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UPDATE Supercloud SET status = 'open alpha' WHERE product = 'D1';

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Making the D1 alpha available to everyone

In May 2022, we announced our quest to simplify databases – building them, maintaining them, integrating them. Our goal is to empower you with the tools to run a database that is powerful, scalable, with world-beating performance without any hassle. And we first set our sights on reimagining the database development experience for every type of user – not just database experts.

Over the past couple of months, we’ve been working to create just that, while learning some very important lessons along the way. As it turns out, building a global relational database product on top of Workers pushes the boundaries of the developer platform to their absolute limit, and often beyond them, but in a way that’s absolutely thrilling to us at Cloudflare. It means that while our progress might seem slow from outside, every improvement, bug fix or stress test helps lay down a path for all of our customers to build the world’s most ambitious serverless application.

However, as we continue down the road to making D1 production ready, it wouldn’t be “the Cloudflare way” unless we stopped for feedback first – even though it’s not quite finished yet. In the spirit of Developer Week, there is no better time to introduce the D1 open alpha!

An “open alpha” is a new concept for us. You'll likely hear the term “open beta” on various announcements at Cloudflare, and while it makes sense for many products here, it wasn’t quite right for D1. There are still some crucial pieces that are still in active development and testing, so before we release the fully-formed D1 as a public beta for you to start building real-world apps with, we want to make sure everybody can start to get a feel for the product on their hobby apps or side-projects.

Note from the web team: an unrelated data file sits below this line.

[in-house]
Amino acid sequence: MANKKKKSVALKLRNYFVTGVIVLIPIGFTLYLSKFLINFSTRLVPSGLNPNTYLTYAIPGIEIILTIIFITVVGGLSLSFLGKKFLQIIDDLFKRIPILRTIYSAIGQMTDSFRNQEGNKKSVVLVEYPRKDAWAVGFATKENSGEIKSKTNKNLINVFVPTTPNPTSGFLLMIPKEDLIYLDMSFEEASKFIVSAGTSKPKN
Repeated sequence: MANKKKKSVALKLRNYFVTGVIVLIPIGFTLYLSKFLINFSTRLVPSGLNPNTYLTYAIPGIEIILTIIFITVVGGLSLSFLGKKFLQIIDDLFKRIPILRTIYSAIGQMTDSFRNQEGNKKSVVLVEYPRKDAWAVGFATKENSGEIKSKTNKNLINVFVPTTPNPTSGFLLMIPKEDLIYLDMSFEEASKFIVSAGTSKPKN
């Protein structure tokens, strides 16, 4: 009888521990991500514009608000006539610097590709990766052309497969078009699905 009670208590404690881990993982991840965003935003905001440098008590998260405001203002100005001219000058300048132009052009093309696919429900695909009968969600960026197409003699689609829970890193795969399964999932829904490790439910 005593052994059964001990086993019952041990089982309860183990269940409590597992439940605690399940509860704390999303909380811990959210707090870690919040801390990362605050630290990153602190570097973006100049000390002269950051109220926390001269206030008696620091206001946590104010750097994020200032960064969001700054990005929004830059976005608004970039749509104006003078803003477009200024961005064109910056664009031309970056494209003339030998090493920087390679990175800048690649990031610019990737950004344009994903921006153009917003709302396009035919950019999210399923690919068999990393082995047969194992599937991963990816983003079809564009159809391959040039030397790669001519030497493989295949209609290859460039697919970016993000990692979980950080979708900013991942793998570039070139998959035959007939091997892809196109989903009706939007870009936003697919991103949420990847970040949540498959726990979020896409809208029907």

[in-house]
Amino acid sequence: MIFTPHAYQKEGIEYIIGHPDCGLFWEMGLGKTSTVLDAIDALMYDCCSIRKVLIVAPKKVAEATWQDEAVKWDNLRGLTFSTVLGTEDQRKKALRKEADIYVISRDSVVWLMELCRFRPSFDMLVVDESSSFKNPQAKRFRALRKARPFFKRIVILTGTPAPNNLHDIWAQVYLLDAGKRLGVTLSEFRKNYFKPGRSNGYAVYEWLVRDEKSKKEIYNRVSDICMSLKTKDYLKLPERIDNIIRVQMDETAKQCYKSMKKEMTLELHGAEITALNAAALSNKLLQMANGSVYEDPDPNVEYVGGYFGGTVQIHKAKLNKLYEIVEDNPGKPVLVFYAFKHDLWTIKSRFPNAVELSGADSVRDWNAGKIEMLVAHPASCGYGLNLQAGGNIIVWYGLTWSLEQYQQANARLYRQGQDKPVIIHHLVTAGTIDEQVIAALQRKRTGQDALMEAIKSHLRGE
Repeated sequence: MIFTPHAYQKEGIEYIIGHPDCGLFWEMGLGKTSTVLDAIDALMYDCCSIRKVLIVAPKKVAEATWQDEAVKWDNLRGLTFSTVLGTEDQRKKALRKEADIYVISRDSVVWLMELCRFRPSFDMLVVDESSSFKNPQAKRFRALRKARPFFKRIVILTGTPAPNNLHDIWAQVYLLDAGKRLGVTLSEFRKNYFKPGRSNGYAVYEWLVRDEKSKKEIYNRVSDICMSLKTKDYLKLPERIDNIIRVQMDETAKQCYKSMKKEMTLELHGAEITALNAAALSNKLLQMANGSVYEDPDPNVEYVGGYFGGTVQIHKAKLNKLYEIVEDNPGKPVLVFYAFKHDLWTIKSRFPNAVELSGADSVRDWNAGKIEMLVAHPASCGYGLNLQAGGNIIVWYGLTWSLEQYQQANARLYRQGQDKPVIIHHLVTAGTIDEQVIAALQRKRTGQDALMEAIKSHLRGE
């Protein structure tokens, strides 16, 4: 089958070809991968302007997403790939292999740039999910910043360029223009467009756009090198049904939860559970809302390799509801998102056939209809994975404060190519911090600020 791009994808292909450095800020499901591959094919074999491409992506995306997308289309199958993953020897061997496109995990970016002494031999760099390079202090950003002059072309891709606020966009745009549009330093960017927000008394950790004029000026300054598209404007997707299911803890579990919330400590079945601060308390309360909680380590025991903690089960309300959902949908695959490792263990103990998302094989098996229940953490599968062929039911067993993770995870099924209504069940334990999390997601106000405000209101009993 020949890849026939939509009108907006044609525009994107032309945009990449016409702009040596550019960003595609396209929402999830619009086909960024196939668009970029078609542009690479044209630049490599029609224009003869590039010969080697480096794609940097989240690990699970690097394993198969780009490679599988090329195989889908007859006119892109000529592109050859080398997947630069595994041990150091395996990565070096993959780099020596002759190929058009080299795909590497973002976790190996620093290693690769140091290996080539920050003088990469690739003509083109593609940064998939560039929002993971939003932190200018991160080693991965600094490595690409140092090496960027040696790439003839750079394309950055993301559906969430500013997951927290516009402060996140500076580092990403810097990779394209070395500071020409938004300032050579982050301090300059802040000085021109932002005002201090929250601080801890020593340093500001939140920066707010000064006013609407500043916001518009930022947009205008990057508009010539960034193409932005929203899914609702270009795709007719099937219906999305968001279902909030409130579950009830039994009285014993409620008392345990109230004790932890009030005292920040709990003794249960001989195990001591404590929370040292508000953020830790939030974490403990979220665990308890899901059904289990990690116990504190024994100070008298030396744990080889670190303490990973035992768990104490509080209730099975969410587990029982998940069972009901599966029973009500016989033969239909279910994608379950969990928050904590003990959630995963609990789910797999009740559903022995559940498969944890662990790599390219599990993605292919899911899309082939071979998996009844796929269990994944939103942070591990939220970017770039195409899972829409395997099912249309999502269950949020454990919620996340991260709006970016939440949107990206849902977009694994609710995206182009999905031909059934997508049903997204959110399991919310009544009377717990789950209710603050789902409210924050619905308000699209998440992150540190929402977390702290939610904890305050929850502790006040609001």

What’s included in the alpha?

While a lot is still changing behind the scenes with D1, we’ve put a lot of thought into how you, as a developer, interact with it – even if you’re new to databases.

Using the D1 dashboard

In a few clicks you can get your D1 database up and running right from within your dashboard. In our D1 interface, you can create, maintain and view your database as you please. Changes made in the UI are instantly available to your Worker - no redeploy required!

Use Wrangler

If you’re looking to get your hands a little dirty, you can also work with your database using our Wrangler CLI. Create your database and begin adding your data manually or bootstrap your database with one of two ways:

1.  Execute an SQL file

$ wrangler d1 execute my-database-name --file ./customers.sql

where your .sql file looks something like this:

customers.sql

DROP TABLE IF EXISTS Customers;
CREATE TABLE Customers (CustomerID INT, CompanyName TEXT, ContactName TEXT, PRIMARY KEY (`CustomerID`));
INSERT INTO Customers (CustomerID, CompanyName, ContactName)